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“But I tell you who hear me: Love your enemies, do good to those who hate you, bless those who curse you, pray for those who mistreat you. Luke 6:27-28

A couple weeks ago we went to a local apple orchard on our fall run to pick some fresh, crisp apples. As we were walking through the rows and rows of trees our conversation turned to the many types of apples there are. Some are sweet, some tart; some soft, some hard; some are good for eating right off the tree, others are better for pies, baking and apple sauce. Amazing the choices we have and there are new varieties coming out every year.

Enemies are like apples in a sense. There are all sorts of them out there. There are enemies a half a world away that we hear about on the news. We shake our heads at them and perhaps our fists. We pray for them, but for most of us, our prayers are vague, general voices of concern for people we’ve never met, and based on fear of our own safety and freedom.

There are the enemies based in the political arena, whether that is church politics or government. Again, we’ve never seen them but the choices they make directly, or indirectly affect our comfort and from time to time attack our convictions.

There is the unseen enemy of course. Satan, or one of his ugly cohorts, lurks behind every corner waiting to through darts of worry, temptation, judgmental, anger or a whole host of lies at us. Lies about our self-worth; lies about our God; lies about other people.

Perhaps the biggest enemy each of us faces every day is the enemy next door. I don’t mean your physical neighbor, but those who are closest to you emotionally. The child that no longer sees it necessary to follow your faith; the spouse who neglects, abuses or abandoned you, the boss who never sees anything you do as worthwhile. The friend or family member that misunderstands you, accuses you or makes you feel worthless. The parent who has never ever been there for you but now has all this advice to give you, advice you don’t need or want.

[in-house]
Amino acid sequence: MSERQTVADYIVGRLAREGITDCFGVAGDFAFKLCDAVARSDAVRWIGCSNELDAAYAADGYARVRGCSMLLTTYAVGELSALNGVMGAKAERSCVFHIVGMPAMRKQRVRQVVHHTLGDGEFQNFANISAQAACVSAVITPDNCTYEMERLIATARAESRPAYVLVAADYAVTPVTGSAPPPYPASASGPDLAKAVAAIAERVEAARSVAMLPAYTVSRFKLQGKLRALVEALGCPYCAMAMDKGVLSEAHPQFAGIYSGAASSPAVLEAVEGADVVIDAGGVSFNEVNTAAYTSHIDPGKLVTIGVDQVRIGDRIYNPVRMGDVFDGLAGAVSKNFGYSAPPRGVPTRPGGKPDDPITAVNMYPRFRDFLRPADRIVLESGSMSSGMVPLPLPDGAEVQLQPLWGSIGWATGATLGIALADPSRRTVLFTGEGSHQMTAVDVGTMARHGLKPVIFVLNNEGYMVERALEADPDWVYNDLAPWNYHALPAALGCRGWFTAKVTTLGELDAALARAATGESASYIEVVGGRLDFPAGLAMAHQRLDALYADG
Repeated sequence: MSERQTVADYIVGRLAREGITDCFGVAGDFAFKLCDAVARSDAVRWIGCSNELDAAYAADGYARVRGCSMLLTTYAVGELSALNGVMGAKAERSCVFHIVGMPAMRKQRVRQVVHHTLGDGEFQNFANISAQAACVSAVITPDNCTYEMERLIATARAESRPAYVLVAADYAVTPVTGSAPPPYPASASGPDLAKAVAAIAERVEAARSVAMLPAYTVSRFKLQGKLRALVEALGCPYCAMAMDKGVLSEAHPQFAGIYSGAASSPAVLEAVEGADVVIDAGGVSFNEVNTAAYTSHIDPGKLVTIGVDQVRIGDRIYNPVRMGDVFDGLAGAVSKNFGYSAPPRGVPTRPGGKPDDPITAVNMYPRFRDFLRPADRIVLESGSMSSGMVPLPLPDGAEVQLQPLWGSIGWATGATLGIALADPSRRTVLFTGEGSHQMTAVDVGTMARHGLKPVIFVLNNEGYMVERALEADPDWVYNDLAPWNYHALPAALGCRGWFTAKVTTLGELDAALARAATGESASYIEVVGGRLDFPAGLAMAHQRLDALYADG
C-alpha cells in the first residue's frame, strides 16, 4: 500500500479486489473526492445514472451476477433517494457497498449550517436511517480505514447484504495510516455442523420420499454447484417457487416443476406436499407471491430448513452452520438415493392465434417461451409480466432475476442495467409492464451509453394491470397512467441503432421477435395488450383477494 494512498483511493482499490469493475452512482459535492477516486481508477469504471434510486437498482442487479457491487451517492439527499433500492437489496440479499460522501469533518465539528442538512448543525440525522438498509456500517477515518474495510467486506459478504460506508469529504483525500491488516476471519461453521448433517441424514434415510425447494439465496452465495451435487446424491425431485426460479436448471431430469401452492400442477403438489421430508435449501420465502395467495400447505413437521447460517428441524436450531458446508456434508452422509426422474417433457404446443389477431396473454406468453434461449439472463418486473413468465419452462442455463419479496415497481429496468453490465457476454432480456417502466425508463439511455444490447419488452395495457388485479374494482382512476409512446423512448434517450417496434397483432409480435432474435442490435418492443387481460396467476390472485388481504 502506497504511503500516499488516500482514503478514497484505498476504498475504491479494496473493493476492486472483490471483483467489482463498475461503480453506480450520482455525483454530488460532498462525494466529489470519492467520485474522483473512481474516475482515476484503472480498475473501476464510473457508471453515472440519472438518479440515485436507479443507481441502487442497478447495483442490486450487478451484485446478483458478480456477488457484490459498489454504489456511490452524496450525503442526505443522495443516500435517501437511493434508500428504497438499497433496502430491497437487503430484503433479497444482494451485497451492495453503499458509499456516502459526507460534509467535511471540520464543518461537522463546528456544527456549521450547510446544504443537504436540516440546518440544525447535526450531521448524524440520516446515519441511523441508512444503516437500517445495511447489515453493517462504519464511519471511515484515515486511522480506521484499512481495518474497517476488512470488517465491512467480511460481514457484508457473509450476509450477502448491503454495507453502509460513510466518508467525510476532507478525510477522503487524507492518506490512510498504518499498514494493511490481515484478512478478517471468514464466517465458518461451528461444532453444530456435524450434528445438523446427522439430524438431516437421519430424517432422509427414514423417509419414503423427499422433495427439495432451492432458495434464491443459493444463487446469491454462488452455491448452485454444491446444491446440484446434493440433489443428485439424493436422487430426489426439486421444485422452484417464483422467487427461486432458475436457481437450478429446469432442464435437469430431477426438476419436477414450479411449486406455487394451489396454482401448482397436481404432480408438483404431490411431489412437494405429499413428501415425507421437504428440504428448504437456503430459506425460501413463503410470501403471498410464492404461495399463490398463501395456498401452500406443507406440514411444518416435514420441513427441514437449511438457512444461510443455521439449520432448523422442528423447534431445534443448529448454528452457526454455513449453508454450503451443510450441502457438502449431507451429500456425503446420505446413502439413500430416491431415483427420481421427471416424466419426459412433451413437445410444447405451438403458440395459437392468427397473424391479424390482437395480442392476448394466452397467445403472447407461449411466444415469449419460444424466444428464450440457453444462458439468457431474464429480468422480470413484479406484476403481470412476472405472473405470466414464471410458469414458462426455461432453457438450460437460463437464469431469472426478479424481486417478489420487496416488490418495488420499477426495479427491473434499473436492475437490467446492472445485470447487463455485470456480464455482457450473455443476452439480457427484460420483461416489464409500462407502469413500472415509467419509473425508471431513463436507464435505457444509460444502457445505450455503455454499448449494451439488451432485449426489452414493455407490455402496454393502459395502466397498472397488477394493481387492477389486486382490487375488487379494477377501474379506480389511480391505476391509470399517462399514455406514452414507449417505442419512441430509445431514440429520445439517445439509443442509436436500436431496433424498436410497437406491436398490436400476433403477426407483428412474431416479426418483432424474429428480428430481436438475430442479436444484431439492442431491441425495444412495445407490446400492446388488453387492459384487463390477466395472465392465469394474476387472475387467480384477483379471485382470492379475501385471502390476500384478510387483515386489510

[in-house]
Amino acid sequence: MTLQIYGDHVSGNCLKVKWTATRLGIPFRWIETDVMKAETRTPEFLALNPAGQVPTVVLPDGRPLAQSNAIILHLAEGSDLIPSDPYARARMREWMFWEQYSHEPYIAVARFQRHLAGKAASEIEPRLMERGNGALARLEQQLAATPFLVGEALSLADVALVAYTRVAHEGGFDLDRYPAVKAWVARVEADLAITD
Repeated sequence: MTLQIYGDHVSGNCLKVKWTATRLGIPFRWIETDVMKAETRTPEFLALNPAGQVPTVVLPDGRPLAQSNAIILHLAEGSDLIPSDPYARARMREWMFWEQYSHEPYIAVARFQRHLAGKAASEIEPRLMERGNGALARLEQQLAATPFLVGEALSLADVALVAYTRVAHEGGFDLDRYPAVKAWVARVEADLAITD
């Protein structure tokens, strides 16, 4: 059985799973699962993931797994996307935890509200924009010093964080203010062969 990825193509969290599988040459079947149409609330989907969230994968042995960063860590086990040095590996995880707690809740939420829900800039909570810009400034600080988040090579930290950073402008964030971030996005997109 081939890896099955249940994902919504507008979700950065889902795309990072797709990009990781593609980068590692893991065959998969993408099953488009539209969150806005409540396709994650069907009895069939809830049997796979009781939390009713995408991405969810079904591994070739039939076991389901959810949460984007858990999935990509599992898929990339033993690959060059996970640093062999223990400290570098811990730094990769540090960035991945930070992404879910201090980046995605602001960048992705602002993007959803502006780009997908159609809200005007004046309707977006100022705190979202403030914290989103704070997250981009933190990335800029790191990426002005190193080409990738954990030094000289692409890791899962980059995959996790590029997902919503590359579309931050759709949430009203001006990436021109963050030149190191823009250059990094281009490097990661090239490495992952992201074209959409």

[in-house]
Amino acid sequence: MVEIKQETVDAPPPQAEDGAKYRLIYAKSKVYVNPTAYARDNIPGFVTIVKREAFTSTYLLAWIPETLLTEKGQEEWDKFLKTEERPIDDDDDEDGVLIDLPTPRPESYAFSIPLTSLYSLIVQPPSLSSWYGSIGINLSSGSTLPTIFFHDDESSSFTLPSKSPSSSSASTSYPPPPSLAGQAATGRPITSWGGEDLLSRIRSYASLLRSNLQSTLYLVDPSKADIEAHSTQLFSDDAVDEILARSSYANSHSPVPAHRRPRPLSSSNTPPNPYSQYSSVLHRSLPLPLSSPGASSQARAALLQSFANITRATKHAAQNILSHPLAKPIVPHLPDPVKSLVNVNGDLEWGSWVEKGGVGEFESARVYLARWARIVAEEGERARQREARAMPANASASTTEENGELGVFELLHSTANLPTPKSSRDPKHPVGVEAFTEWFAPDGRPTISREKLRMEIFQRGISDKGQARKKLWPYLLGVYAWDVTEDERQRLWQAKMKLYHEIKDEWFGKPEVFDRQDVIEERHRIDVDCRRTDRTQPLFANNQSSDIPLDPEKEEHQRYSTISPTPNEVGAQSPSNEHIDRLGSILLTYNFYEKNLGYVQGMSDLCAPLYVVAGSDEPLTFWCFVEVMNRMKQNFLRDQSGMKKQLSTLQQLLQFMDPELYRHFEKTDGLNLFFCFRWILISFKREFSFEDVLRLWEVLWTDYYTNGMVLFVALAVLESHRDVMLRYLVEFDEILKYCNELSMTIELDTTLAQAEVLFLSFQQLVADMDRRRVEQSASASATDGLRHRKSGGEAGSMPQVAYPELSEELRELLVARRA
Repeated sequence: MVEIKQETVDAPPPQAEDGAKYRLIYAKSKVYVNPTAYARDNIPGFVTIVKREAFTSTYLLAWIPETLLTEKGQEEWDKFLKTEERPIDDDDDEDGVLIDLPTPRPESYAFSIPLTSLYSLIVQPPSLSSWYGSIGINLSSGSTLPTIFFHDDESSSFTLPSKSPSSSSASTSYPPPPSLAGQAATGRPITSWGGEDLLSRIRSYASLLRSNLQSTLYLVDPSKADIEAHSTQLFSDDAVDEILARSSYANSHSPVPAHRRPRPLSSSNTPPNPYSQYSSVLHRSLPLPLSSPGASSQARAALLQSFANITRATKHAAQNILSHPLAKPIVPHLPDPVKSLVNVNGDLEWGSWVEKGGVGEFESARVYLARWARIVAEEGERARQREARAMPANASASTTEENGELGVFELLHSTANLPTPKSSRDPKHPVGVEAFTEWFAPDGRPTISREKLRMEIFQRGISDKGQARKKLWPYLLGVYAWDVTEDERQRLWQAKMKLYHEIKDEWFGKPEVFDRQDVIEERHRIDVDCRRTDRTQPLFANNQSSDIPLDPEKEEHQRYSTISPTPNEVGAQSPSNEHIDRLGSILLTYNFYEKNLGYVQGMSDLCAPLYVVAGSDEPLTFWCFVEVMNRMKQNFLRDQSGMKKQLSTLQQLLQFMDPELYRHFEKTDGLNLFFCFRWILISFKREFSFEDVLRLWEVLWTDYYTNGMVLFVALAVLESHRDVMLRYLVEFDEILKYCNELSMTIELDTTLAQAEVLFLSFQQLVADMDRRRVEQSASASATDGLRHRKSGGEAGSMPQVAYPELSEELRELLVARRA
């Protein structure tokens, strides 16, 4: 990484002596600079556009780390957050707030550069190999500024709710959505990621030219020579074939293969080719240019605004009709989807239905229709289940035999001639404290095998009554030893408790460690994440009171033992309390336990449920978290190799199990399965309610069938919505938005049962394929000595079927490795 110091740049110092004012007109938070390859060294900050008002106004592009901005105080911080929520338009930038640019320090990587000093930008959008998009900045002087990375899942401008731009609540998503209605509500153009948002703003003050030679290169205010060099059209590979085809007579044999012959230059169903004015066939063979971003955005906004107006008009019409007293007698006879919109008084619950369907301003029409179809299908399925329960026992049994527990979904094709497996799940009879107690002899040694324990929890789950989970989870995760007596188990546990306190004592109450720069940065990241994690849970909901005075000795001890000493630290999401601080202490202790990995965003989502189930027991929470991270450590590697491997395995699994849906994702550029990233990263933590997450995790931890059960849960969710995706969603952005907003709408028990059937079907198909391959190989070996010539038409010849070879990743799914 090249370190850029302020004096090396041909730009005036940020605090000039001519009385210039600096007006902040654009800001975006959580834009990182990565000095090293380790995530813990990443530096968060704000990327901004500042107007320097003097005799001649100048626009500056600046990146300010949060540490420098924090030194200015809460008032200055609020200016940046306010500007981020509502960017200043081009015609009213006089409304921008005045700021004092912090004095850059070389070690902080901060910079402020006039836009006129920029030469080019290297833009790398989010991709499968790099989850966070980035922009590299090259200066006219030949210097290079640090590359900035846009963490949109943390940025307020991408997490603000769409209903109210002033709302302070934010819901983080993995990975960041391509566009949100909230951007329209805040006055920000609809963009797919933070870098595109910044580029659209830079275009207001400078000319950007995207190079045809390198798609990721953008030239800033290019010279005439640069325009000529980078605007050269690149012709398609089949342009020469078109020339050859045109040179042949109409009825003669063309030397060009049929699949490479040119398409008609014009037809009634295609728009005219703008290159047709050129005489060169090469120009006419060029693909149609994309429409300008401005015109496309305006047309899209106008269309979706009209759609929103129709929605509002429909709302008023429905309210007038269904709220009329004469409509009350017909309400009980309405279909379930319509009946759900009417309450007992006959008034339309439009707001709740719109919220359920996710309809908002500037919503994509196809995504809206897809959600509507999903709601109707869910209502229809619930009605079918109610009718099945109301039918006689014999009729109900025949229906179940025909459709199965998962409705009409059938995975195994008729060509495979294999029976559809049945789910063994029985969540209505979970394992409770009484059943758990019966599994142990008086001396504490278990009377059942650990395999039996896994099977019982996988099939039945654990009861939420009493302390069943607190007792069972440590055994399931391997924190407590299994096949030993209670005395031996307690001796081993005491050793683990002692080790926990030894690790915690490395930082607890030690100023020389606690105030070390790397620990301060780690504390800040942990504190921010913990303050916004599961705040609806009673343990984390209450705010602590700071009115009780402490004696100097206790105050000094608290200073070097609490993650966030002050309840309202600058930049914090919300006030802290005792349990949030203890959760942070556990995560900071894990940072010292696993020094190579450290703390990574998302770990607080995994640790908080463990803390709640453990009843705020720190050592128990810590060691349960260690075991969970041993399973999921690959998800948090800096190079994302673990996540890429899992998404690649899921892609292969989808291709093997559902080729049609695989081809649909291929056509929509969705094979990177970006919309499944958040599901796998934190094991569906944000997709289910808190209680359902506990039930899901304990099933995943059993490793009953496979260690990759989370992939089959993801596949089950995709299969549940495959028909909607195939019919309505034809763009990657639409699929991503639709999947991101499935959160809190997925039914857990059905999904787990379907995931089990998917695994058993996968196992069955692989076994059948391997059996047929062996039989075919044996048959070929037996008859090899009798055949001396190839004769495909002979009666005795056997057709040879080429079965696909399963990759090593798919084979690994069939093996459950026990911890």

These enemies hurt the worst because, if we let them, they determine who we are, how we feel about ourselves and what God is like. They are the closest ones to us emotionally and can destroy us in a heartbeat with a flippant word, sarcasm or open attack.

It’s also these enemies that Jesus talked about on the hillside that day. He wasn’t telling the people to love some system that caused them pain. He was talking about the people we rub shoulders with every day. The ones that hurt us constantly. The people who, when we see them, cause the lump to form in your gut.

So, how can we do that? How can we love that person who hates the ground we walk on? How can we love that person who once professed to love us but has now turned their back on us? What Jesus is really commanding us to do is to counter every negative action directed towards us with a positive action. Sometimes that may mean that even though we have to remove ourselves from a harmful situation, we still refuse to speak evil of the person who attacked us. Sometimes it may mean praying a prayer that says, “God, I am supposed to pray for them but I’m so full of hurt right now I can’t. Help me.” I believe God honors the honest prayer of helplessness when we have to deal with the painful enemies of our heart.

I have to confess that the idea of being kind to people who have openly, intentionally and willfully attacked me isn’t pleasant. In fact, I struggle to do that. This is perhaps the hardest part of the Christian life, to love those in my circle who refuse to love back. So, how do we do it? Here are some suggestions from a person who has not yet attained.

  1. Remember that God DOES love you and understands how hard it is to love people who reject and hurt you. People do it to Him every day and since we are made in His image that means He feels that pain as well.
  2. Remember that God also created the ‘jerks’ of the world and His desire it to bring them to Himself, just as He did you.
  3. Remember that God realizes that you can’t do this on your own. It’s a process and requires that we lean heavily on the power of the Holy Spirit to help us.
  4. Lastly, Remember that we are told to love our enemies and as much as possible live at peace with them. Loving our enemies doesn’t necessarily mean we trust and live in relationship with those who have abused us physically, spiritually or emotionally.

PRAYER: Heavenly Father. I’m hurt. The hurt that I feel right now is the result of people who I thought I could trust who have turned on me. They are family members, friends, former lovers and/or even my own children. I feel completely alone and misunderstood here. Still, because of Jesus in my life I want to do as you’ve commanded. I want to love my enemies through the power of your Holy Spirit. Please help me have the wisdom and strength to love those nearest to me. In the name of Jesus I pray, Amen.

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